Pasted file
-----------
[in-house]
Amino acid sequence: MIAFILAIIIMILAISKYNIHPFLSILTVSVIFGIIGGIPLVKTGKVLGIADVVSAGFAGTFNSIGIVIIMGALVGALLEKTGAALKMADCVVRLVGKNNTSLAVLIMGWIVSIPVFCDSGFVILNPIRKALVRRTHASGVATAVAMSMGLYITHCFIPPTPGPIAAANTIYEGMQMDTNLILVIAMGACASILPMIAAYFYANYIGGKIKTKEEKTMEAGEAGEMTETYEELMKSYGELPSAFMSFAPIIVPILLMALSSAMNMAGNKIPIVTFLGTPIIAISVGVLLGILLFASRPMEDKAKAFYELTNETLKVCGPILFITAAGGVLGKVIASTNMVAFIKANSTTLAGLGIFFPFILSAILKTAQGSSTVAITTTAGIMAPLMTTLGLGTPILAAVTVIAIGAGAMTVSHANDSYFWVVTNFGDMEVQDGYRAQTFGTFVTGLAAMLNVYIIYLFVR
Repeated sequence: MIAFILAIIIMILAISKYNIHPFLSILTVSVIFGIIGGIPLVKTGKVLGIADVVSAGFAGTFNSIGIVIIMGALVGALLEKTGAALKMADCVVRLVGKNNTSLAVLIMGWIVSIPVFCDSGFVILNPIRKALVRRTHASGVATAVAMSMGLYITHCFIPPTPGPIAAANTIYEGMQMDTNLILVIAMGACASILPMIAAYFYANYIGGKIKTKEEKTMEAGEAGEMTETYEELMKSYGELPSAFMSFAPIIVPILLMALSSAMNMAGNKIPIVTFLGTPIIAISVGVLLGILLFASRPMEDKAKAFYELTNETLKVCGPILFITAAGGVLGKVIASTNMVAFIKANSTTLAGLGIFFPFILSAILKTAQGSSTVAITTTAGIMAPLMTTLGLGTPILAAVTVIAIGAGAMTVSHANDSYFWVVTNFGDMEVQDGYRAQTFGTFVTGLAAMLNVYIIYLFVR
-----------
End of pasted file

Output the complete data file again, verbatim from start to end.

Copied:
[in-house]
Amino acid sequence: MIAFILAIIIMILAISKYNIHPFLSILTVSVIFGIIGGIPLVKTGKVLGIADVVSAGFAGTFNSIGIVIIMGALVGALLEKTGAALKMADCVVRLVGKNNTSLAVLIMGWIVSIPVFCDSGFVILNPIRKALVRRTHASGVATAVAMSMGLYITHCFIPPTPGPIAAANTIYEGMQMDTNLILVIAMGACASILPMIAAYFYANYIGGKIKTKEEKTMEAGEAGEMTETYEELMKSYGELPSAFMSFAPIIVPILLMALSSAMNMAGNKIPIVTFLGTPIIAISVGVLLGILLFASRPMEDKAKAFYELTNETLKVCGPILFITAAGGVLGKVIASTNMVAFIKANSTTLAGLGIFFPFILSAILKTAQGSSTVAITTTAGIMAPLMTTLGLGTPILAAVTVIAIGAGAMTVSHANDSYFWVVTNFGDMEVQDGYRAQTFGTFVTGLAAMLNVYIIYLFVR
Repeated sequence: MIAFILAIIIMILAISKYNIHPFLSILTVSVIFGIIGGIPLVKTGKVLGIADVVSAGFAGTFNSIGIVIIMGALVGALLEKTGAALKMADCVVRLVGKNNTSLAVLIMGWIVSIPVFCDSGFVILNPIRKALVRRTHASGVATAVAMSMGLYITHCFIPPTPGPIAAANTIYEGMQMDTNLILVIAMGACASILPMIAAYFYANYIGGKIKTKEEKTMEAGEAGEMTETYEELMKSYGELPSAFMSFAPIIVPILLMALSSAMNMAGNKIPIVTFLGTPIIAISVGVLLGILLFASRPMEDKAKAFYELTNETLKVCGPILFITAAGGVLGKVIASTNMVAFIKANSTTLAGLGIFFPFILSAILKTAQGSSTVAITTTAGIMAPLMTTLGLGTPILAAVTVIAIGAGAMTVSHANDSYFWVVTNFGDMEVQDGYRAQTFGTFVTGLAAMLNVYIIYLFVR